summer / 2017

The magazine of branded content
Understand your audience
and give them content
that they want
Juliet Stott
Andy Crestodina on using data to inform content
Juliet Stott
Oct 18, 2017

Andy Crestodina is a marketing veteran and a popular keynote speaker on the conference circuit. He co-founded Chicago-based web design company Orbit Media, and has, in the last 17 years, given web strategy and marketing advice to thousands of businesses. Forbes has ranked him in its Top 10 Marketers to watch, and he has been named as one of the top social media influencers in 2017 by Top Rank Blog. Here, Crestodina shares his views on data-driven marketing, why you should know your audience and how to create content that matches their intent.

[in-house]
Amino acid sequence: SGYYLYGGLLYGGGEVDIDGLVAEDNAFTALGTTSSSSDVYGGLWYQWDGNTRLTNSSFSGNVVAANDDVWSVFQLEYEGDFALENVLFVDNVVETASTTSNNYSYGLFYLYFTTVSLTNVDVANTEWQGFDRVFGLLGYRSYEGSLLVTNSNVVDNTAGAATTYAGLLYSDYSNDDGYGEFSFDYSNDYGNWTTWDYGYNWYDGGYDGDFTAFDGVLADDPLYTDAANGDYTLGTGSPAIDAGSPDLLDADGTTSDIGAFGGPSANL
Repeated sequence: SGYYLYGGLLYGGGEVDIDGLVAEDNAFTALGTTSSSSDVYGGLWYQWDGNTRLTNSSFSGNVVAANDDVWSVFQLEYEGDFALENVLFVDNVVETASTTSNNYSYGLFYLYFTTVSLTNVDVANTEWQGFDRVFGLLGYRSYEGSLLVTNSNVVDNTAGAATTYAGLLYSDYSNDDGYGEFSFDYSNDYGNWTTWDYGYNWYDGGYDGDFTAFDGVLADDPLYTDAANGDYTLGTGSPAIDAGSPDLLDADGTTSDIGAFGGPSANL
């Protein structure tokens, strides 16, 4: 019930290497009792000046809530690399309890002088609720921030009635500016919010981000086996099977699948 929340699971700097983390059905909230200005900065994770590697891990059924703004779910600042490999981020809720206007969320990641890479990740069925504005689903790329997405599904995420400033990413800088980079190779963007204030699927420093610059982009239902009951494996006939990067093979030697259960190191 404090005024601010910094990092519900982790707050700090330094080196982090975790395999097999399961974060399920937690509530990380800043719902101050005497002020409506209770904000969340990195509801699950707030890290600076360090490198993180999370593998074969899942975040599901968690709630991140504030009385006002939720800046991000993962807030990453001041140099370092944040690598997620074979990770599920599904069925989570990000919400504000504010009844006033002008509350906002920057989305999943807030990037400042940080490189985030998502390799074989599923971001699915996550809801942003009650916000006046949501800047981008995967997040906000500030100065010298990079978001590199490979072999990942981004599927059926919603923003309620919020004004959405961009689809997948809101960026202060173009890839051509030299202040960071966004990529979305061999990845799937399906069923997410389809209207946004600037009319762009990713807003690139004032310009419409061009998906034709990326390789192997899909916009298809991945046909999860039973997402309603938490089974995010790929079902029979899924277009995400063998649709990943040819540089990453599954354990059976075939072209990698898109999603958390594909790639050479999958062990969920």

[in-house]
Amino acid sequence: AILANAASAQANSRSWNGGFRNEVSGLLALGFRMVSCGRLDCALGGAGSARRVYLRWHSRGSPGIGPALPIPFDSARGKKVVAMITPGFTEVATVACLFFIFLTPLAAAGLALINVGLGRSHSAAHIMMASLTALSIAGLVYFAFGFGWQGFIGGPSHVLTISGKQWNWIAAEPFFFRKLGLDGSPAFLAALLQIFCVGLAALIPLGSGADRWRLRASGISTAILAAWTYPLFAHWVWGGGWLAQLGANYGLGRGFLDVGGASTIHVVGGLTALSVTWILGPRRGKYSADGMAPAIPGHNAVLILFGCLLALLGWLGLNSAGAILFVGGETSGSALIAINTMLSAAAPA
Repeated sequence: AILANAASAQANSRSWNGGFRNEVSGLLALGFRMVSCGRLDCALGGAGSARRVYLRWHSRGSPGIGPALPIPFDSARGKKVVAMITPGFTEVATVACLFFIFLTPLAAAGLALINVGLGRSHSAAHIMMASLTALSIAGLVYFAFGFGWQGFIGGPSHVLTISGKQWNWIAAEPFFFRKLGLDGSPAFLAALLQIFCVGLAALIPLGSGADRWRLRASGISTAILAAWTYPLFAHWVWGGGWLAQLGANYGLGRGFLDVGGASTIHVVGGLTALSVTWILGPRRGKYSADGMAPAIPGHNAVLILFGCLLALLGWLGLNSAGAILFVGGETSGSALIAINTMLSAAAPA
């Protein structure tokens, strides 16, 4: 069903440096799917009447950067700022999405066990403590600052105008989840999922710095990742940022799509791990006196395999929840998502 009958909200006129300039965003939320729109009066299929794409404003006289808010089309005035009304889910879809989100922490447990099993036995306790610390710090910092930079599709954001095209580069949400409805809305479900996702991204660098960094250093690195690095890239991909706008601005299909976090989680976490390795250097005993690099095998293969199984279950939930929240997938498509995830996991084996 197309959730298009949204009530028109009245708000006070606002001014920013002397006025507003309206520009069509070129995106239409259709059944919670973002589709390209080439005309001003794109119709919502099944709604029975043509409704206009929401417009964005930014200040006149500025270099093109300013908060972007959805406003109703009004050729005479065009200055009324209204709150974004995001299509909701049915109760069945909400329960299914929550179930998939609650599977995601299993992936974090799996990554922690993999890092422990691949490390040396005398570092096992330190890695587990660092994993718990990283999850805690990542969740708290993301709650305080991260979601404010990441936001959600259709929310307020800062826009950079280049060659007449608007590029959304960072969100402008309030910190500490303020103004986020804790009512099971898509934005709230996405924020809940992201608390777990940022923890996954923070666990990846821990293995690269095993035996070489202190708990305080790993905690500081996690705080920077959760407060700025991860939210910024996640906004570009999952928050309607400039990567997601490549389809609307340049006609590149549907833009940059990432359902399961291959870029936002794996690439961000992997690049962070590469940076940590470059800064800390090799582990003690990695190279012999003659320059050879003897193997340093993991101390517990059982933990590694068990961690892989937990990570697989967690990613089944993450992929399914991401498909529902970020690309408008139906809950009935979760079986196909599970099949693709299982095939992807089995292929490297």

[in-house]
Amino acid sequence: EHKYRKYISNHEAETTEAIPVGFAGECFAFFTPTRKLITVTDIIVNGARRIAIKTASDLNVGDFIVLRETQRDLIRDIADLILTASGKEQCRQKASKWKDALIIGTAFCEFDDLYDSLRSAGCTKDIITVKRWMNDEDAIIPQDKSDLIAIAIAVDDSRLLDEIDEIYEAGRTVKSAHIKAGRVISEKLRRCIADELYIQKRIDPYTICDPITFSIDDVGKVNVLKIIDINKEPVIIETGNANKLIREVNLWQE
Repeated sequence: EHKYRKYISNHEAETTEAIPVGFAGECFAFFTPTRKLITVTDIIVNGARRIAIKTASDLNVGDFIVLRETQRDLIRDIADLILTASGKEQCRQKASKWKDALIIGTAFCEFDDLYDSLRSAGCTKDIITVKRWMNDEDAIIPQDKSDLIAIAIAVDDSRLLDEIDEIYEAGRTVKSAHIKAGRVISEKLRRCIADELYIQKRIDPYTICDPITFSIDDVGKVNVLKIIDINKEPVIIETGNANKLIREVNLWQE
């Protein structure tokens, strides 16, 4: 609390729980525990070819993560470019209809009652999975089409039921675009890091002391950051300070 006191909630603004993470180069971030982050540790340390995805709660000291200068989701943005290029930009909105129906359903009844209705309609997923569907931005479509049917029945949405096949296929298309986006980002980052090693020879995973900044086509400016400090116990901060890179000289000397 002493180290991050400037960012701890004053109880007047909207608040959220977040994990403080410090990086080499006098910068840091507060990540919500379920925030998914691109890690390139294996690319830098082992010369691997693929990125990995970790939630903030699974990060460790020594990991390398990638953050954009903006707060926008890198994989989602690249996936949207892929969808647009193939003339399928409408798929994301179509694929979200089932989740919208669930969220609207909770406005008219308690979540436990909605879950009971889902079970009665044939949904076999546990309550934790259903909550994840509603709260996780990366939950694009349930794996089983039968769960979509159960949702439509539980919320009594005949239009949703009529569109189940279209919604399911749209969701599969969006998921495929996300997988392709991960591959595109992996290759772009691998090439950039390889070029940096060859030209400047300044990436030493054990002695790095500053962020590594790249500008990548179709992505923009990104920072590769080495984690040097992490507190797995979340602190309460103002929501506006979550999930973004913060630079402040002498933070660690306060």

Content: You have said in your latest book that having a great site isn’t enough to make an impression on your target audience. What are the five things marketers need to do to take their site to the next level?
Andy: My friend Barry Feldman says if the website is the mouse trap, the content is the cheese. Thinking of it that way, our audiences aren’t automatically attracted to websites, they need a reason to come. To attract them you need to publish something helpful, useful or something they care about.

• Step 1 is about really understanding your audience; what do they want, what do they care about, what are they afraid of, what are they hoping for? Then publishing a steady stream of articles that are relevant to them.

• Step 2 is adding answers to important questions on the sales pages, adding evidence to support the answers, then inserting clear, specific calls to action. Great websites have pages that emulate conversations with sales people—they go from answer, to evidence, to action.

• Step 3 would be adding the little bits of information the audience needs to find in order for them to take action or for them to become a lead.